I still didn’t want to give up on Git completely, though. Mostly because i felt that i will want to contribute to projects on GitHub every now and then. So i tried to read Git’s documentation yet again and found gitglossary. You know, i’m a linguist, i love dictionaries and glossaries, and this glossary is actually pretty good, because it really helps understanding the other parts of the documentation. There are a few missing words there, however, so i decided to contribute the missing definitions by finding them elsewhere and sending patches.
During the course of my searches i came upon The Git Wiki. Usually when i arrive at a wiki i open an account there; i have accounts on dozens of wikis, not counting the different languages of Wikipedia. The first thing i usually do after i open an account is to create a user page, which is usually called “profile” on other sites, and put a link to my blog on it, because that’s the easiest way to tell the world who i am.
When i did that on the Git Wiki, an administrator of that wiki deleted my user page, saying that it was “link spam”. That never happened to me on other wikis, so i sent him a message through his user page, which is the usual way of communicating between users of wikis, and i asked him what was so bad about what i had done. He deleted that message and blocked my account, saying that i was abusing the user talk page for messaging and abusing him as an administrator. I didn’t want to give up and i sent him an email, trying to explain my intentions. He replied by saying that it was impolite on my behalf not to say “Hi” in the beginning of my email.
Maybe Linus Torvalds gave a bad example after all.
Git is the single most frustrating piece of software i ever encountered and dedicated Git users are the most arrogant and patronizing bunch of people in the Free Software world. Not all of them, obviously; Jamie, who patiently replied to my rants the other day is nice. But except him nearly all of the Git people with whom i had contact were extremely unwelcoming, as if they were trying to protect their elite community from dumb outsiders. Indeed, getting into it is so hard that maybe those who succeeded to penetrate it became hardened by the struggle. Many, many times i just wanted to give up and decide to stop using it for the sake of my mental health. Yet Git has this strange sexiness that keeps attracting me and i don’t have an explanation for it. A kind of masochism, i guess.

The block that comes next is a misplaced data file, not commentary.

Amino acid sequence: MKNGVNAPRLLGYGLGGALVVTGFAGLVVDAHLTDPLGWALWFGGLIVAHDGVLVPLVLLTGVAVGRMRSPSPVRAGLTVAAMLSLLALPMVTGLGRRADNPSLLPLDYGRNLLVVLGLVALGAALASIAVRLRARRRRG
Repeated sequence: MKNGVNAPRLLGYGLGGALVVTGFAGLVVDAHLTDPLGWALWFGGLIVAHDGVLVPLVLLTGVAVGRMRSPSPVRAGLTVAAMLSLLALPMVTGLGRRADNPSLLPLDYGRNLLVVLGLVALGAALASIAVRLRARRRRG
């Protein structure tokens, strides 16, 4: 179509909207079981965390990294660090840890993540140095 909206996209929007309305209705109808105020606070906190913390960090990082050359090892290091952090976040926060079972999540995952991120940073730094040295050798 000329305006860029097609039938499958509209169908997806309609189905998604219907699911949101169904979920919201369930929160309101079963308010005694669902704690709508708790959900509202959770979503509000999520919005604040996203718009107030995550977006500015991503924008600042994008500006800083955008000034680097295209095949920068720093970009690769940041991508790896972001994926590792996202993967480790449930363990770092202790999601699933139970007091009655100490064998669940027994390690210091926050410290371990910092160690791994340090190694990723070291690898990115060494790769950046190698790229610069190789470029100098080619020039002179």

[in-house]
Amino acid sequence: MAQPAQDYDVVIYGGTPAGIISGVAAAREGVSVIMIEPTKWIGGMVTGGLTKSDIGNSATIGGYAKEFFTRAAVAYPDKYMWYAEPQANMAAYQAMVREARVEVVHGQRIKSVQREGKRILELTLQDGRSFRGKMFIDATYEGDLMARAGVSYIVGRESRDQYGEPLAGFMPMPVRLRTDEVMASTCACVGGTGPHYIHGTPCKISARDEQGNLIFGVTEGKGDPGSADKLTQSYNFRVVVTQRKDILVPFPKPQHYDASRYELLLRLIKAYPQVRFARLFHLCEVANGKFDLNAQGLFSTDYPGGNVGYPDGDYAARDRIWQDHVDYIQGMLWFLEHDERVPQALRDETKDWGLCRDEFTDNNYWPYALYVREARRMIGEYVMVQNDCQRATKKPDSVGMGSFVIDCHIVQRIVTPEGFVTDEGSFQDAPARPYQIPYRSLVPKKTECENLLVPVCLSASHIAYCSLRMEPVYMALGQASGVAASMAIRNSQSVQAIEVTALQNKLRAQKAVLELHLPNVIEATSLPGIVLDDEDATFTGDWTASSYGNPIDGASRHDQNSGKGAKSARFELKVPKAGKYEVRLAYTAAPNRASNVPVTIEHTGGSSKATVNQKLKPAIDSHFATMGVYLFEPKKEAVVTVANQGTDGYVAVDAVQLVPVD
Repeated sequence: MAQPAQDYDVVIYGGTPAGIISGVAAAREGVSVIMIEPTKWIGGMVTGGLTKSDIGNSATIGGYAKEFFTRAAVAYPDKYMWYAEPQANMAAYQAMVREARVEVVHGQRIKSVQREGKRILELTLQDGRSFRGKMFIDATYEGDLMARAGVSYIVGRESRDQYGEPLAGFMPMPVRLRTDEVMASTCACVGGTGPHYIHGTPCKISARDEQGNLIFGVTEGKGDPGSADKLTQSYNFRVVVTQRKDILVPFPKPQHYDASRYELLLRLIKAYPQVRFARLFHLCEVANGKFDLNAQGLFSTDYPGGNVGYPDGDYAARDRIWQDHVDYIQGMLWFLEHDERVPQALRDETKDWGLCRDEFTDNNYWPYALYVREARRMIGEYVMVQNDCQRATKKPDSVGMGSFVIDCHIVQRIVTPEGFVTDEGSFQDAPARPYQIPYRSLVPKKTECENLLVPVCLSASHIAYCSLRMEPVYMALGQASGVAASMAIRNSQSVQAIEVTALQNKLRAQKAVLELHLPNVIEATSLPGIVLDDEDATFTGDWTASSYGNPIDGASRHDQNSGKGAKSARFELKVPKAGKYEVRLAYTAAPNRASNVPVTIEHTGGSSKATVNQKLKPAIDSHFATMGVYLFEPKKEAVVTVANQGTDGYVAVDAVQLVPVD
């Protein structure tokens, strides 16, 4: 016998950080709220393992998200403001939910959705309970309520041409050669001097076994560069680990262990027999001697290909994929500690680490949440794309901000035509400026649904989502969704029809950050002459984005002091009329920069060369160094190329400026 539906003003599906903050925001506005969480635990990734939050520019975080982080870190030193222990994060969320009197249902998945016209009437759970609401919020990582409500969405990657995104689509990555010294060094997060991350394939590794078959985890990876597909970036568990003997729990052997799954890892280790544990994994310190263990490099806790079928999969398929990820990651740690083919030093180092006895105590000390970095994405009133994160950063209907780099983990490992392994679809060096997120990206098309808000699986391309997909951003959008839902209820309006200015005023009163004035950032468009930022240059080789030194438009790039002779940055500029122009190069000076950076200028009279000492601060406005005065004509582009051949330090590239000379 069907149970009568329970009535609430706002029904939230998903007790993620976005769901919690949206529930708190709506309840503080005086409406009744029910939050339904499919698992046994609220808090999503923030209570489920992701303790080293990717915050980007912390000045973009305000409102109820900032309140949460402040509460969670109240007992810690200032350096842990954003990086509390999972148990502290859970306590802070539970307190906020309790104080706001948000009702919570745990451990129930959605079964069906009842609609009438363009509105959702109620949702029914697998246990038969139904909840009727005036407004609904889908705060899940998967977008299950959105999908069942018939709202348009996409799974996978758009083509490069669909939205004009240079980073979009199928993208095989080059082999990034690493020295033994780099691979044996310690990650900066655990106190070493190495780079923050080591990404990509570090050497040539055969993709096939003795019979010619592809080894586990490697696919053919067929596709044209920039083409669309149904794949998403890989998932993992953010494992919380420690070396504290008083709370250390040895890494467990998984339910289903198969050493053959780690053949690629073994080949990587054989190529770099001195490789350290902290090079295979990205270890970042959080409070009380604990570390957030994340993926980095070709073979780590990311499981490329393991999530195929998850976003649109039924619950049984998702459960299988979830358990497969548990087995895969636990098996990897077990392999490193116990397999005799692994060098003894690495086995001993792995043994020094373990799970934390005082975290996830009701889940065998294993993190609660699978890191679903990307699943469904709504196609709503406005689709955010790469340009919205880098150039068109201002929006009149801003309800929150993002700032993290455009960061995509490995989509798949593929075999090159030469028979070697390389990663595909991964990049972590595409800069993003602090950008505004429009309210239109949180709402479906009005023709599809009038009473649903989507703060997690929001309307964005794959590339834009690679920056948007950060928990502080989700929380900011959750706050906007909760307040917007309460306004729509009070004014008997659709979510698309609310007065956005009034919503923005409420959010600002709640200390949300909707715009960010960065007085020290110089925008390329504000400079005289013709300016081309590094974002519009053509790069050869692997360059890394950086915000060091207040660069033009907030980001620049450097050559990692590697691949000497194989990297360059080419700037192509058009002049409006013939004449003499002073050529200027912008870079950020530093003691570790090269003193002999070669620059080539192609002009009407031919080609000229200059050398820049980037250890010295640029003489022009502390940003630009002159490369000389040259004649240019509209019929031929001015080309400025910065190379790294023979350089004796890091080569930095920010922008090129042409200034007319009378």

This post is filed under “Wikipedia”, because the accusations similar to the ones i am making here against Git and the community around it are frequently made against Wikipedia. For years hard-core Wikipedians, including myself, lived in denial, saying that it’s not so hard to join Wikipedia, write articles and become part of its community, but many people kept complaining that Wikipedia is very hard and unwelcoming, both technically and socially.
This wall of denial is starting to crumble. The Hebrew Wikipedia community tried to deal with this problem recently by inviting a group of academics to a meeting where prominent community members tried to explain to academics in simple terms what Wikipedia is, what is good and what is bad about it, why Wikipedia wants academics to join it, and what are the easiest ways for academics to join. I am also trying to draft people to Wikipedia by proposing them to just send their contributions by email, thus passing by the technical hurdles that the Wikipedia user interface poses.
These steps certainly do not solve all the problems, but at least we acknowledge that problems exist. Does the Git community acknowledge that it has such problems? I doubt it, but i’ll be very glad to be proven wrong.